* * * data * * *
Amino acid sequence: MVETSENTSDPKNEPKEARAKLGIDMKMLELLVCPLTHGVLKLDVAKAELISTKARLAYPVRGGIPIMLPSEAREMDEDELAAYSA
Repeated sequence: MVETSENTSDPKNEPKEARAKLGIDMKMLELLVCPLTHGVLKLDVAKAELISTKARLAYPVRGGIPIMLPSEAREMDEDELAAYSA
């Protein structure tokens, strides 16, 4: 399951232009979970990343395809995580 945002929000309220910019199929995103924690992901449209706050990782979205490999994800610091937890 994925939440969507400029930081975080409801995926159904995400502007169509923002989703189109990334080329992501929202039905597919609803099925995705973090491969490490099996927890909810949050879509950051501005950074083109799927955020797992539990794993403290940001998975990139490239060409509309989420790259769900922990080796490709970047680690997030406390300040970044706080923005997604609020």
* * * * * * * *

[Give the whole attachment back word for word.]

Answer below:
Amino acid sequence: MVETSENTSDPKNEPKEARAKLGIDMKMLELLVCPLTHGVLKLDVAKAELISTKARLAYPVRGGIPIMLPSEAREMDEDELAAYSA
Repeated sequence: MVETSENTSDPKNEPKEARAKLGIDMKMLELLVCPLTHGVLKLDVAKAELISTKARLAYPVRGGIPIMLPSEAREMDEDELAAYSA
């Protein structure tokens, strides 16, 4: 399951232009979970990343395809995580 945002929000309220910019199929995103924690992901449209706050990782979205490999994800610091937890 994925939440969507400029930081975080409801995926159904995400502007169509923002989703189109990334080329992501929202039905597919609803099925995705973090491969490490099996927890909810949050879509950051501005950074083109799927955020797992539990794993403290940001998975990139490239060409509309989420790259769900922990080796490709970047680690997030406390300040970044706080923005997604609020």